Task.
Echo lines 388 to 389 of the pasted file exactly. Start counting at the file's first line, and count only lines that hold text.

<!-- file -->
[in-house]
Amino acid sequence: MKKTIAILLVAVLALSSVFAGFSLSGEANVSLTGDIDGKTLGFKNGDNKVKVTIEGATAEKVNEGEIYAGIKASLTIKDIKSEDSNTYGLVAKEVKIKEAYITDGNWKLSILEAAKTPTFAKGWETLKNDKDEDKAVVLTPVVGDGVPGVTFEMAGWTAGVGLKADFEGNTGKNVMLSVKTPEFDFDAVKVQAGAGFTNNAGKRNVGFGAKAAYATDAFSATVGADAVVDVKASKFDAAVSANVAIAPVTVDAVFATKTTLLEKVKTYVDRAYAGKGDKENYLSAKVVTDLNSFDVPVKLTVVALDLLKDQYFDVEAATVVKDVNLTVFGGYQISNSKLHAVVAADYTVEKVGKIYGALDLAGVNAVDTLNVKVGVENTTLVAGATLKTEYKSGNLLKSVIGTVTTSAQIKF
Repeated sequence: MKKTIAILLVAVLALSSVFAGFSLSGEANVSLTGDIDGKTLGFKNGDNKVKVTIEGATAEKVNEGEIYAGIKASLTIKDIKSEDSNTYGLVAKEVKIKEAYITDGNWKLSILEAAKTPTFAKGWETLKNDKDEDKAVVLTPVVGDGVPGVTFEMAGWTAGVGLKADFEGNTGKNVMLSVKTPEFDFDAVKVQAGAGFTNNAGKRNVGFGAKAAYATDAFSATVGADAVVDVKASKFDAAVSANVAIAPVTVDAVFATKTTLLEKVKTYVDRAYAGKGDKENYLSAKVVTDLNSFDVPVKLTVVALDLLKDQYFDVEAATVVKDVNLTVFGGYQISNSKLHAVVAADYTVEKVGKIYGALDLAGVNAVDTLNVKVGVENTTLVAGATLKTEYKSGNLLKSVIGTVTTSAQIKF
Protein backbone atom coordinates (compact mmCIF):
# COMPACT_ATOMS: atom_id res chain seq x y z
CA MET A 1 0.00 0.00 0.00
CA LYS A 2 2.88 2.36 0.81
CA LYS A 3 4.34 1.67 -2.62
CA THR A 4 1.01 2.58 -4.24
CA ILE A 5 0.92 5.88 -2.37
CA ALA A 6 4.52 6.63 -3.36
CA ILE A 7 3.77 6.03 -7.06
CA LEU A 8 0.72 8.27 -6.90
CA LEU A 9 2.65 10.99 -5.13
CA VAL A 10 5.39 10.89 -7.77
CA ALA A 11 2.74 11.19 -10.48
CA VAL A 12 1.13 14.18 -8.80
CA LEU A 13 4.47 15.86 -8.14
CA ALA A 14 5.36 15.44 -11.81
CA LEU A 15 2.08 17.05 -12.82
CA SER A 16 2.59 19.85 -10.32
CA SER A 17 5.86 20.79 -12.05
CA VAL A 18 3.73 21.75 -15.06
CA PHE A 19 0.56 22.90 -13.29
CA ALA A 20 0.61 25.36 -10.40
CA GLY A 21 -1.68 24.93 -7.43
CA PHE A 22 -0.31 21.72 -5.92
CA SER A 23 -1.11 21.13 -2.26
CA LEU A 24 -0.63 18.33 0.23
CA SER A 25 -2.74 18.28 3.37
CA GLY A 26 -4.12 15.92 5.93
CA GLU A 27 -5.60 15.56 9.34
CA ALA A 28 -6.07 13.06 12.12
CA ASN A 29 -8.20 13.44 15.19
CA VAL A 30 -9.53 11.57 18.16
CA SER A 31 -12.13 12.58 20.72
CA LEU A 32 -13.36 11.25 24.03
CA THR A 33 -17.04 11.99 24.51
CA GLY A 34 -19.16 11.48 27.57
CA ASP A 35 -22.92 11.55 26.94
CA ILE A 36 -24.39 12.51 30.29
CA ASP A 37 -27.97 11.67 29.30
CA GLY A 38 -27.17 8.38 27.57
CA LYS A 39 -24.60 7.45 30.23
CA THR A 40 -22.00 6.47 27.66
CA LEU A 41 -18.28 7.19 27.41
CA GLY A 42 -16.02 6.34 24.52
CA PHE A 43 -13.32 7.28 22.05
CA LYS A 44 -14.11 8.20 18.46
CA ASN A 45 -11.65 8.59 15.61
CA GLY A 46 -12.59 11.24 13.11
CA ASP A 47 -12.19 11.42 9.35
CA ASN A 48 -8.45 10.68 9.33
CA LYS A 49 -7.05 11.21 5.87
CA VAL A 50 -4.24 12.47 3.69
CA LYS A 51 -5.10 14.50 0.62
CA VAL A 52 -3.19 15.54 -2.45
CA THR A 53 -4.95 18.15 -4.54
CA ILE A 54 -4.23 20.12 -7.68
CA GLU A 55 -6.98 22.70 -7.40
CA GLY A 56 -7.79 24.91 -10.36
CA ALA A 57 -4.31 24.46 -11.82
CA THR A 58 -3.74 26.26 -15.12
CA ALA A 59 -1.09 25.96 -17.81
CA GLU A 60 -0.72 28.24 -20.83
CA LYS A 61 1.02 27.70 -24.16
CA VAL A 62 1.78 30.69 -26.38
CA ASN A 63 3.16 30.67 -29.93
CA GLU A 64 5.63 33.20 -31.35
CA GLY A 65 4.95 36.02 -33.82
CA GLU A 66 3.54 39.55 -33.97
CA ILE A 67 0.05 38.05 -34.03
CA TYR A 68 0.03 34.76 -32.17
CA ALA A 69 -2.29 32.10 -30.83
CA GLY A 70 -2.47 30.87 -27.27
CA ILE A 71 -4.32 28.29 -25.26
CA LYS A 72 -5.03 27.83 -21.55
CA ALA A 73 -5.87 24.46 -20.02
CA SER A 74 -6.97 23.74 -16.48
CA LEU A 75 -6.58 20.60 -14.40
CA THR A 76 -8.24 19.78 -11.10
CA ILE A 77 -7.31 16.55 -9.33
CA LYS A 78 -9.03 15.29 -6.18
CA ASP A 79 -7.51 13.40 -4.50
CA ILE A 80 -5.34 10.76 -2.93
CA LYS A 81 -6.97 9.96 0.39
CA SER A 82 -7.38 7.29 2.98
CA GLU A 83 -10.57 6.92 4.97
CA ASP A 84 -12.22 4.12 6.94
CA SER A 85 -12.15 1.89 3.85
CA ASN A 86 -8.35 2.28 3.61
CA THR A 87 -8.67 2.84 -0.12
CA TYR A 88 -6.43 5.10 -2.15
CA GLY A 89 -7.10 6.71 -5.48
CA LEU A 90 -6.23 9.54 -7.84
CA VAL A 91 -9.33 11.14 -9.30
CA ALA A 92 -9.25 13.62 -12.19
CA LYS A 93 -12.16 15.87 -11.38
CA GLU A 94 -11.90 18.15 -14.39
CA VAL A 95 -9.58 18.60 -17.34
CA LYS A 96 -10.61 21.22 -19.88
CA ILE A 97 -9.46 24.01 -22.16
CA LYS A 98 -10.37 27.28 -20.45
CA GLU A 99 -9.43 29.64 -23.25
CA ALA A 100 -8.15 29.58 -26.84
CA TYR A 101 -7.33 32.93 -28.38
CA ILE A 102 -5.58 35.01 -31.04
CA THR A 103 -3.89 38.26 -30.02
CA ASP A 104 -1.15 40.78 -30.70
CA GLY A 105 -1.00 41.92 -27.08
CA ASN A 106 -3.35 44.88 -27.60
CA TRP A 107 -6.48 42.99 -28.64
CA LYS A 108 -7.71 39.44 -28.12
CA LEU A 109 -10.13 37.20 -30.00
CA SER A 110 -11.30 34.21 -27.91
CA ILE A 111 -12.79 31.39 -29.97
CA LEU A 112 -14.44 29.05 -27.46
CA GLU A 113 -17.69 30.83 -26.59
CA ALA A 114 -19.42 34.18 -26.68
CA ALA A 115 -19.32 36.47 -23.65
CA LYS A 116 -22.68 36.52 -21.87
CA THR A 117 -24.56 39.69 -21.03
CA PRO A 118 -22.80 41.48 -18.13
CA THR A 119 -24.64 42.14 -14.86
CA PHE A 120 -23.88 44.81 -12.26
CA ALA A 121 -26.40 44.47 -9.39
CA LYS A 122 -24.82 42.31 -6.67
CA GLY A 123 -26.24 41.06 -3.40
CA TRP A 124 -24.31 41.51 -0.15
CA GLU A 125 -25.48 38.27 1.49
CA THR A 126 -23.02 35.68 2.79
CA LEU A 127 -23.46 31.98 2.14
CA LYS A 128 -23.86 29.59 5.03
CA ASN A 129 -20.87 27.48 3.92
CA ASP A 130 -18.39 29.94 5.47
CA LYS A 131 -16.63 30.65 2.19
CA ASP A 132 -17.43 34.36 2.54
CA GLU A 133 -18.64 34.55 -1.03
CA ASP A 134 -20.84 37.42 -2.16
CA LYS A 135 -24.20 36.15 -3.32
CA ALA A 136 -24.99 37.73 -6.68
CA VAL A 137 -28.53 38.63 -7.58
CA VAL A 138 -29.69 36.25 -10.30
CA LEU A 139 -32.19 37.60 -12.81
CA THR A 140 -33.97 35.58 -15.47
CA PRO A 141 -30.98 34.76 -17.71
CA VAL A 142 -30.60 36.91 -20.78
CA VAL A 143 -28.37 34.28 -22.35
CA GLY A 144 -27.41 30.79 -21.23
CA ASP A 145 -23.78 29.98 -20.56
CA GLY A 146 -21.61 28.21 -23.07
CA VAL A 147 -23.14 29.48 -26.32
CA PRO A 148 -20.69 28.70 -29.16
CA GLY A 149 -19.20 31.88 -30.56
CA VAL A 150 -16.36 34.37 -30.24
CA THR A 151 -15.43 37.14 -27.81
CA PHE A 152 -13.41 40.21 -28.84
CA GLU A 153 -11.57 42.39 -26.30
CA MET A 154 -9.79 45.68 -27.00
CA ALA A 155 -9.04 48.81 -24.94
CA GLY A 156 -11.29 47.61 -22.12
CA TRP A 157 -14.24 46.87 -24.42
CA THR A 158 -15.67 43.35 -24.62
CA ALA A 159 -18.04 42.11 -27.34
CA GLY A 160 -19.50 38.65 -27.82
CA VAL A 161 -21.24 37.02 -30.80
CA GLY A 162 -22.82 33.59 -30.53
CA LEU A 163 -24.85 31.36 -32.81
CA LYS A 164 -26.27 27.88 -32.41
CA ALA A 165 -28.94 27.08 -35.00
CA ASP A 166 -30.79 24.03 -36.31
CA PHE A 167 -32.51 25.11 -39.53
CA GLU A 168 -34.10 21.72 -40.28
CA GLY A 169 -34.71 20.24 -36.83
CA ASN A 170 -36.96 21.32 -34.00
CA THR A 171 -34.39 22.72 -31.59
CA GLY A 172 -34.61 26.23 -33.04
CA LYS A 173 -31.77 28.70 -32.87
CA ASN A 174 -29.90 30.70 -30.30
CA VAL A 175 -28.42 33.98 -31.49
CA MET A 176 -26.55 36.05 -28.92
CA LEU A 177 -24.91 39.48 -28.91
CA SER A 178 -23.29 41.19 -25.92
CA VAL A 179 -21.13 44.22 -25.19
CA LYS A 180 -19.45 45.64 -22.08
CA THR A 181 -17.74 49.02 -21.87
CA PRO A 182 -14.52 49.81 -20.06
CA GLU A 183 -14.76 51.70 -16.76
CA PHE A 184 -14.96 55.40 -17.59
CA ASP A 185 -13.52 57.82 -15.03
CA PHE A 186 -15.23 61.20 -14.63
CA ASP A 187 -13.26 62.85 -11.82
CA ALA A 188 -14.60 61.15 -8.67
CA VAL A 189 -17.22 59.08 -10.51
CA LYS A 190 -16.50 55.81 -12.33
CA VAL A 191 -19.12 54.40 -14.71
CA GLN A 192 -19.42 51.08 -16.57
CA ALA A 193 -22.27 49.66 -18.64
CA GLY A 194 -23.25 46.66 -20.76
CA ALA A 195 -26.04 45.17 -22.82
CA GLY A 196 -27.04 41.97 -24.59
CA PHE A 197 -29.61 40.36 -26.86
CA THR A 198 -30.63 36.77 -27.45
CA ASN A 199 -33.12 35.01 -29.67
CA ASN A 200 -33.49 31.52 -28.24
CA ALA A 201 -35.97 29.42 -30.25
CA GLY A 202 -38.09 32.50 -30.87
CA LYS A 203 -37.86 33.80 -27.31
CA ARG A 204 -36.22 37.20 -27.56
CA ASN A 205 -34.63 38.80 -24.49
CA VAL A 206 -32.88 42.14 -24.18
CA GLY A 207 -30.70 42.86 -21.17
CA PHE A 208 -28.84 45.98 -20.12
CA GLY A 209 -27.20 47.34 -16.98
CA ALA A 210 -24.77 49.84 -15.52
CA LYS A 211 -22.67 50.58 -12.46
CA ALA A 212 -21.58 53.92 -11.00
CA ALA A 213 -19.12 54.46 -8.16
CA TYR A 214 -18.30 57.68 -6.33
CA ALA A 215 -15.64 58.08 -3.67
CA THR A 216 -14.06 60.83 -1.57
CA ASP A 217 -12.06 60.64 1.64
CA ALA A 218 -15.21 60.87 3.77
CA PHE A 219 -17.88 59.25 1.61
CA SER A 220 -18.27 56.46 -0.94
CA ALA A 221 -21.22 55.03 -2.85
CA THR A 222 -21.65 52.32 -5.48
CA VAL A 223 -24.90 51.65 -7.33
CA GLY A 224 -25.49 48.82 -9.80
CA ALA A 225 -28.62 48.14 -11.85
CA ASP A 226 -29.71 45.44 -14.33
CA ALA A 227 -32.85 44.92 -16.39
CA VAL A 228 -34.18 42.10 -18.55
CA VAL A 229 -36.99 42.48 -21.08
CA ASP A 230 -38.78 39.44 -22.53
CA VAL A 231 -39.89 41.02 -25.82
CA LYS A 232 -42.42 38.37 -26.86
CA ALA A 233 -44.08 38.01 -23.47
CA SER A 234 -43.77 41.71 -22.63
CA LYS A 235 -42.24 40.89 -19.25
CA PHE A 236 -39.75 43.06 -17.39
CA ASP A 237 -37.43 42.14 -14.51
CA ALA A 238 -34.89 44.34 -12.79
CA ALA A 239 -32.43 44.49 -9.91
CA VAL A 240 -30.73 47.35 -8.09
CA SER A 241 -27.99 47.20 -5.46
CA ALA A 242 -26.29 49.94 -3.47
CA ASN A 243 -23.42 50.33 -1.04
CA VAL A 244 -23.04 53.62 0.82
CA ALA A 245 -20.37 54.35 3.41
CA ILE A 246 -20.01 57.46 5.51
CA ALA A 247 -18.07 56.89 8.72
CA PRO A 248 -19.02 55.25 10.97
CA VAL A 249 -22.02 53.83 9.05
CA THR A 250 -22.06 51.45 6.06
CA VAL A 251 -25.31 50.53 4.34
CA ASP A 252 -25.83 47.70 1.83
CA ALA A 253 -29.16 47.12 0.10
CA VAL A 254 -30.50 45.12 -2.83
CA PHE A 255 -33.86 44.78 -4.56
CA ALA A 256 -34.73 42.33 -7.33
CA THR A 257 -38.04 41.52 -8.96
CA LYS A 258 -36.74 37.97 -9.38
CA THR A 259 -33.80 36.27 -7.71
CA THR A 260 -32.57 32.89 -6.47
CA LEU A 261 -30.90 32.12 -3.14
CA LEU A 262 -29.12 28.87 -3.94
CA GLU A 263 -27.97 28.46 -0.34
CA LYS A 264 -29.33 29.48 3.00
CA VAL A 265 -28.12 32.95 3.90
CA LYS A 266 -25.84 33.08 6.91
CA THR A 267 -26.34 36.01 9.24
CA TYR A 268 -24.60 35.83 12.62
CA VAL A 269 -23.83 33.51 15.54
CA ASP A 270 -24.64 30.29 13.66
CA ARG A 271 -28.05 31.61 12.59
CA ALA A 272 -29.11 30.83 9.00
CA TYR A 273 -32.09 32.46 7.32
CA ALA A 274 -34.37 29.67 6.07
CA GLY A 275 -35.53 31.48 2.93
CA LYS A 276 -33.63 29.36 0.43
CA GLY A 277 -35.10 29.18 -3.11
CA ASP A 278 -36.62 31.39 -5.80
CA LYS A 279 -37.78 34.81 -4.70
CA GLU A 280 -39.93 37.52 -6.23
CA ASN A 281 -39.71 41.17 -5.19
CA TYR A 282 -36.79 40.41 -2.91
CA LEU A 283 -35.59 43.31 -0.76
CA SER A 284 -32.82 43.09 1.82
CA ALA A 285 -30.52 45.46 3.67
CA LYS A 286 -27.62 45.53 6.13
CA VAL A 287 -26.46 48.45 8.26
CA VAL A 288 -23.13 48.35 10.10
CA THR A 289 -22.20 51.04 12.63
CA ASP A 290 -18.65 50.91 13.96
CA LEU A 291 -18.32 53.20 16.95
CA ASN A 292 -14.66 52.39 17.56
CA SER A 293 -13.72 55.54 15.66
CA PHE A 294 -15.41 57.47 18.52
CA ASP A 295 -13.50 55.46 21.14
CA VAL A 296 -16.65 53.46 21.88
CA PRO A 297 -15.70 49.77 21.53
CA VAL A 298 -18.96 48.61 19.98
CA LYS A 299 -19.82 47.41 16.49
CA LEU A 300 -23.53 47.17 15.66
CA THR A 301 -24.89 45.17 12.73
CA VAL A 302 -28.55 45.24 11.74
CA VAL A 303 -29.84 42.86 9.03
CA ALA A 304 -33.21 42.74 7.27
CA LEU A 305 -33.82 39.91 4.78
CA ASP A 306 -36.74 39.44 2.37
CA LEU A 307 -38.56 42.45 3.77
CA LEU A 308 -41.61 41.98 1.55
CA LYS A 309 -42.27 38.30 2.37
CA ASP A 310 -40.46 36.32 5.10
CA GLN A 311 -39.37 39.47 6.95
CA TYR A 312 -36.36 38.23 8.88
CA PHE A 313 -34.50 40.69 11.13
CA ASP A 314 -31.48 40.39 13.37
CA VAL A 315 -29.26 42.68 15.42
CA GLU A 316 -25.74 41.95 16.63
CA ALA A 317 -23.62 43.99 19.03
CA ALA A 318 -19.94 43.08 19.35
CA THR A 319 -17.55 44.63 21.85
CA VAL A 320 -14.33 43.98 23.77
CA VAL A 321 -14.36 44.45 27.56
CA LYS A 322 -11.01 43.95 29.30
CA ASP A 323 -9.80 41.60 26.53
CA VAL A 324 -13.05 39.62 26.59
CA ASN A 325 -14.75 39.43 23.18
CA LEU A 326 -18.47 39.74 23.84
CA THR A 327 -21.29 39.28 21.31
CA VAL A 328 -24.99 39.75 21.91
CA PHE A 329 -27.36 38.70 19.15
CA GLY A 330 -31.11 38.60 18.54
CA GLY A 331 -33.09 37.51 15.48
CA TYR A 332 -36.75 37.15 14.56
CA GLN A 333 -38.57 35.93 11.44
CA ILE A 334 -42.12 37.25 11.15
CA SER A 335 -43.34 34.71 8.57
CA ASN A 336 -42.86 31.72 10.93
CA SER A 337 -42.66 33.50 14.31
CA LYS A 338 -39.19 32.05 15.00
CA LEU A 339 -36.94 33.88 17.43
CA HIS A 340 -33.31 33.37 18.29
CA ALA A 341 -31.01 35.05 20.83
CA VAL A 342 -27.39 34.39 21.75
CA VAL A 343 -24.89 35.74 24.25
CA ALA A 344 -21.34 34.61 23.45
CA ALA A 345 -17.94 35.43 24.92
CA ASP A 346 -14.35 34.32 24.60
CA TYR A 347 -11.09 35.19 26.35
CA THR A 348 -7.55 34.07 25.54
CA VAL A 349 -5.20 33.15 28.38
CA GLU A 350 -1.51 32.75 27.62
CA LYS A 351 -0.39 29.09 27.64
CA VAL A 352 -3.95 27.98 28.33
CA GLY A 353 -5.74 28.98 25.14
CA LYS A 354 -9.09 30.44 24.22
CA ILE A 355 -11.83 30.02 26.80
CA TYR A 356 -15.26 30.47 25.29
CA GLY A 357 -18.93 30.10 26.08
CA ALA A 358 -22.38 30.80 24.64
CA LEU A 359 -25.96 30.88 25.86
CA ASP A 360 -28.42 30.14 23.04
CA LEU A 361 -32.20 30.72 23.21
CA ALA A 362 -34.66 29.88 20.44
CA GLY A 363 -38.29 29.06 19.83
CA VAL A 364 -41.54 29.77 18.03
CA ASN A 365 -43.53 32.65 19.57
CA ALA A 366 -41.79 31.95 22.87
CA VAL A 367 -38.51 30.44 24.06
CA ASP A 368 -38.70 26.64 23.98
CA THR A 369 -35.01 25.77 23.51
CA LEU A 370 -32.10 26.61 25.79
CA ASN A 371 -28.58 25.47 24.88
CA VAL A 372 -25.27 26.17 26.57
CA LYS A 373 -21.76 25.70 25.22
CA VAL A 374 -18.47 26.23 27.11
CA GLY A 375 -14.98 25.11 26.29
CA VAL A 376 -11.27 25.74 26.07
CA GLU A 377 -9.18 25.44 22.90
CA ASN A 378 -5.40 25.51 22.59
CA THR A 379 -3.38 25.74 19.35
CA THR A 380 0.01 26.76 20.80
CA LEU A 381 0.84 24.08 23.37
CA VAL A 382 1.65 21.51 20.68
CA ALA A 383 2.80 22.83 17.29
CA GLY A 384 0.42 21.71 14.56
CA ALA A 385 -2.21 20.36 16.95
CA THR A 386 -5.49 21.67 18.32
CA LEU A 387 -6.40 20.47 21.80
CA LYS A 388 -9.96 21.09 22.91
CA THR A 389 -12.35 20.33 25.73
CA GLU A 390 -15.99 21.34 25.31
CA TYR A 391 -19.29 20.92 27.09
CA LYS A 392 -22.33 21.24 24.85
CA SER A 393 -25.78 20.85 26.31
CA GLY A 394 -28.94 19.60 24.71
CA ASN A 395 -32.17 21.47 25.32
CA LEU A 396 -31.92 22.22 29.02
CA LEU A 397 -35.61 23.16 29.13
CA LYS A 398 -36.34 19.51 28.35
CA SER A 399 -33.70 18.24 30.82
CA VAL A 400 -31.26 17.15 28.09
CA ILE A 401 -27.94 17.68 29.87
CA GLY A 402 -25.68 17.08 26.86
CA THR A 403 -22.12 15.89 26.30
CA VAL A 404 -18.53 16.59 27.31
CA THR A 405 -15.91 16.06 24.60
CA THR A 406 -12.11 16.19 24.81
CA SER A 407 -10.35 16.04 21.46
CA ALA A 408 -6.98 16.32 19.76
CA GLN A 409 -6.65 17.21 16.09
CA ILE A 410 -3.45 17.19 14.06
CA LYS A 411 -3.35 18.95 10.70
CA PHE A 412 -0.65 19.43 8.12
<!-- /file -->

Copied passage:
CA ALA A 383 2.80 22.83 17.29
CA GLY A 384 0.42 21.71 14.56